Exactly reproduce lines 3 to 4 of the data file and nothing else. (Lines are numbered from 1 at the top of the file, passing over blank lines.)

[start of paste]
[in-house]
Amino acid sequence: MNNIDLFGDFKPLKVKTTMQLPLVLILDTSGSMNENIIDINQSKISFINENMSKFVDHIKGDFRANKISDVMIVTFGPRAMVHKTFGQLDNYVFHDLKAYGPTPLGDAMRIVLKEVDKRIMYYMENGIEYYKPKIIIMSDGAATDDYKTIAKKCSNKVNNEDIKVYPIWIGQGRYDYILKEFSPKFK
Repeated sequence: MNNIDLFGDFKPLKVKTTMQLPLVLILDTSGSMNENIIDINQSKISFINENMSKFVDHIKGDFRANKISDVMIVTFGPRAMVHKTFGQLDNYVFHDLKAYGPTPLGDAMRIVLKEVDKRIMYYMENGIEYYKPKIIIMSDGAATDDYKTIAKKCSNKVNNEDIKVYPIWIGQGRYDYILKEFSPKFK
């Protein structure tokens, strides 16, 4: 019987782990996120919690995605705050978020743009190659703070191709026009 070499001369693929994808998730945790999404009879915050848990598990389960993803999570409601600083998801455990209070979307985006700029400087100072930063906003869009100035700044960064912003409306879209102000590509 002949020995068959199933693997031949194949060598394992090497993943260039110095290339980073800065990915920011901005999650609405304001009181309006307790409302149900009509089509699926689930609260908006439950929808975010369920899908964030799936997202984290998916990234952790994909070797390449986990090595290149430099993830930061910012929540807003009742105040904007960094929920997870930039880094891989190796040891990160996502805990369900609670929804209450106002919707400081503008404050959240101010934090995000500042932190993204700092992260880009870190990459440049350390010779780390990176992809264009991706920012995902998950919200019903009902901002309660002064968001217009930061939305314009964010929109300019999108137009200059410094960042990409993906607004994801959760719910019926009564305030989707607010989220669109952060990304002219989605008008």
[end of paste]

Repeated sequence: MNNIDLFGDFKPLKVKTTMQLPLVLILDTSGSMNENIIDINQSKISFINENMSKFVDHIKGDFRANKISDVMIVTFGPRAMVHKTFGQLDNYVFHDLKAYGPTPLGDAMRIVLKEVDKRIMYYMENGIEYYKPKIIIMSDGAATDDYKTIAKKCSNKVNNEDIKVYPIWIGQGRYDYILKEFSPKFK
């Protein structure tokens, strides 16, 4: 019987782990996120919690995605705050978020743009190659703070191709026009 070499001369693929994808998730945790999404009879915050848990598990389960993803999570409601600083998801455990209070979307985006700029400087100072930063906003869009100035700044960064912003409306879209102000590509 002949020995068959199933693997031949194949060598394992090497993943260039110095290339980073800065990915920011901005999650609405304001009181309006307790409302149900009509089509699926689930609260908006439950929808975010369920899908964030799936997202984290998916990234952790994909070797390449986990090595290149430099993830930061910012929540807003009742105040904007960094929920997870930039880094891989190796040891990160996502805990369900609670929804209450106002919707400081503008404050959240101010934090995000500042932190993204700092992260880009870190990459440049350390010779780390990176992809264009991706920012995902998950919200019903009902901002309660002064968001217009930061939305314009964010929109300019999108137009200059410094960042990409993906607004994801959760719910019926009564305030989707607010989220669109952060990304002219989605008008």